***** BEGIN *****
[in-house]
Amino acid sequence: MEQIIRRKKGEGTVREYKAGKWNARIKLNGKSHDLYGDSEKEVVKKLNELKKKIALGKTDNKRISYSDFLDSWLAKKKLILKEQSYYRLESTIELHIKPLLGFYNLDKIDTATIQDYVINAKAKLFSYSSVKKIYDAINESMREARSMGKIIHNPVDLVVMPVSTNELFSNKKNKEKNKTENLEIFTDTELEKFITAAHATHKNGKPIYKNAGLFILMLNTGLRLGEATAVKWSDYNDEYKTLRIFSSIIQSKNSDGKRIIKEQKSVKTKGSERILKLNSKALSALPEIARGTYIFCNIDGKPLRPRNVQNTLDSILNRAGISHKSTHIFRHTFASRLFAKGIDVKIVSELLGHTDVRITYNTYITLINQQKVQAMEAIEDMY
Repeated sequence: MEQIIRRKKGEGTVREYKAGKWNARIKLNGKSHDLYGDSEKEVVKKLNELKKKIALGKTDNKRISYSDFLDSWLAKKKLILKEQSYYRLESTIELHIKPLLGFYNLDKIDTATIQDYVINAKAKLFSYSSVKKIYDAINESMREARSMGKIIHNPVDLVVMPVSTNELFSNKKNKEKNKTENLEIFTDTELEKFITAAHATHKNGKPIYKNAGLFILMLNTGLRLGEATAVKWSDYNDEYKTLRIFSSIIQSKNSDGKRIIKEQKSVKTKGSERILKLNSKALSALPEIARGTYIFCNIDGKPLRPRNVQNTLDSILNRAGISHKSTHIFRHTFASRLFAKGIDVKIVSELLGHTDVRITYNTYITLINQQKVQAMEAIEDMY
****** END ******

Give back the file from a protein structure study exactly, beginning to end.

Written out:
[in-house]
Amino acid sequence: MEQIIRRKKGEGTVREYKAGKWNARIKLNGKSHDLYGDSEKEVVKKLNELKKKIALGKTDNKRISYSDFLDSWLAKKKLILKEQSYYRLESTIELHIKPLLGFYNLDKIDTATIQDYVINAKAKLFSYSSVKKIYDAINESMREARSMGKIIHNPVDLVVMPVSTNELFSNKKNKEKNKTENLEIFTDTELEKFITAAHATHKNGKPIYKNAGLFILMLNTGLRLGEATAVKWSDYNDEYKTLRIFSSIIQSKNSDGKRIIKEQKSVKTKGSERILKLNSKALSALPEIARGTYIFCNIDGKPLRPRNVQNTLDSILNRAGISHKSTHIFRHTFASRLFAKGIDVKIVSELLGHTDVRITYNTYITLINQQKVQAMEAIEDMY
Repeated sequence: MEQIIRRKKGEGTVREYKAGKWNARIKLNGKSHDLYGDSEKEVVKKLNELKKKIALGKTDNKRISYSDFLDSWLAKKKLILKEQSYYRLESTIELHIKPLLGFYNLDKIDTATIQDYVINAKAKLFSYSSVKKIYDAINESMREARSMGKIIHNPVDLVVMPVSTNELFSNKKNKEKNKTENLEIFTDTELEKFITAAHATHKNGKPIYKNAGLFILMLNTGLRLGEATAVKWSDYNDEYKTLRIFSSIIQSKNSDGKRIIKEQKSVKTKGSERILKLNSKALSALPEIARGTYIFCNIDGKPLRPRNVQNTLDSILNRAGISHKSTHIFRHTFASRLFAKGIDVKIVSELLGHTDVRITYNTYITLINQQKVQAMEAIEDMY